The headline might sound scary, but I promise I am not hyping it. In essence, the American House of Representatives yesterday passed a bill which will, if implemented, lead directly and inexorably to nuclear war in the Pacific. A war which will place the U.S. in conflict simultaneously against Russia, China, North Korea, Iran, Syria, and probably several other countries as well. Way to go, America!
The stated purpose of the bill, known as House Resolution 1644, or the “Korea Interdiction and Modernization of Sanctions Act”, passed the House overwhemingly with 419 “yays”, a handful of “No Votes” (i.e., congresszombie was in the restroom or otherwise occupado at the time), and only one vote against.
The sole courageous “Nay” vote came from Republican Thomas Massie representing Kentucky’s 4th District. Everybody give Massie a round of applause: apparently the only sane man in the House! All the others deserve to die in a fiery nuclear apocalypse, if only there were a way to limit the carnage just to these arrogant and over-paid Walking Dead.
And this is a good moment to insert a literary reference, from one of my favorite American writers, Harriet Beecher Stowe, who explains (Uncle Tom, Chapter XI) the genial and frank nature of Kentucky natives:
Your Kentuckian of the present day is a good illustration of the doctrine of transmitted instincts and peculiarities. His fathers were mighty hunters,—men who lived in the woods, and slept under the free, open heavens, with the stars to hold their candles; and their descendant to this day always acts as if the house were his camp,—wears his hat at all hours, tumbles himself about, and puts his heels on the tops of chairs or mantel-pieces, just as his father rolled on the green sward, and put his upon trees and logs,—keeps all the windows and doors open, winter and summer, that he may get air enough for his great lungs,—calls everybody “stranger,” with nonchalant bonhommie, and is altogether the frankest, easiest, most jovial creature living.
Despite Massie’s frank and jovial nature, the “Let’s have a war” bill was sent on its way to the Senate, where I reckon one can also expect the couch-warriors and chicken-hawks to prevail over common sense and even basic survival instinct.
“Thanks for the Civics Lesson,” you say. “But what does this have to do with Russia?”
Great question, thanks for asking!
American Marines Will Seize Primorye and Vladivostok?
You think this is only about North Korea? Ha! North Korea is just the pretext. According to the bill, the President of the United States (in this case, scarily, Donald Trump) is given the “right” to seize the Russian ports of Vladivostok, Nakhodka and Vanino. If Trump should determine, in his infinite wisdom, that these ports are violating the sanctions against North Korea. Many Americans may think of Russia as a European nation, and tend to forget that large swaths of Russia jut out into the Pacific and are close enough to toss a rock at nations like China, Japan, and North Korea. This map might help to visualize the situation:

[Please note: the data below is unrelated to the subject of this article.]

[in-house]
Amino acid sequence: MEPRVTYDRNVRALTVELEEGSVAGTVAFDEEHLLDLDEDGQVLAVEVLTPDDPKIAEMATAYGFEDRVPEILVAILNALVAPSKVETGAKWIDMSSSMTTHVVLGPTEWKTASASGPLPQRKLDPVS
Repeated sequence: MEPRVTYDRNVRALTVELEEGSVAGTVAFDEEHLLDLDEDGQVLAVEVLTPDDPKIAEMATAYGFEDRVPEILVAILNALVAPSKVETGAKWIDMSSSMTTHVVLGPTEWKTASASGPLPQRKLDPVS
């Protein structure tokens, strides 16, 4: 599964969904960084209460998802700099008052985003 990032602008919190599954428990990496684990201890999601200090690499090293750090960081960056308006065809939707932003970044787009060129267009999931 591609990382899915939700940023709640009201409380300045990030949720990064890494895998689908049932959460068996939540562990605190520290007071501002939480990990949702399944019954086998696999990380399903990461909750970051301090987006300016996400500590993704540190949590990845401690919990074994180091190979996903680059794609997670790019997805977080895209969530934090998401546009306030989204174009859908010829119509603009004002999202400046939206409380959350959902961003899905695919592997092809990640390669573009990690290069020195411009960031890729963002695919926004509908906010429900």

Well, of course, many Americans will be, like, jingoistically, “Rah rah! That land is OUR land! Seize those ports! Seize those ports! USA! USA!”
Other, more moderate, Americans may have heard of Primorye, only in the context of the Russian zoo where the goat Timur used to live in harmony with a Siberian tiger. Until the tiger lost his temper one day and just snapped. (Literally.) But let there be no confusion about this: That area, those ports, and those bases are belong to Russia, goat or no goat! Hence, the inevitable corollary of U.S. marines attempting to seize them, will be war.
Trump believes, of course, that if he sufficiently bullies the North Koreans, then they will back down and halt their nuclear program. Meanwhile, the North Koreans have been watching and learning. Over the years they have learned a valuable lesson, namely, that only nuclear-armed nations are safe from American aggression.
Here is what Russian Senator Konstantin Kosachev had to say about the American threat: “This bill, I hope, will never be implemented, since its implementation presupposes a military scenario, with American soldiers forcibly inspecting all vessels. One cannot even wrap one’s head around such a scenario, since it is basically a declaration of war.”
Russian Defense Committee Chairperson Andrei Krasov: “Where does America get the idea that it has such obligations, who gave it such powers to control the ports of our country? We did not request this, and international organizations did not grant [America] such powers.” Krasov added ominously that any “unfriendly” acts towards Russia or its allies [yalensis: for example, Syria and Iran] would be met symmetrically: “Not a single American ship will enter our waters.”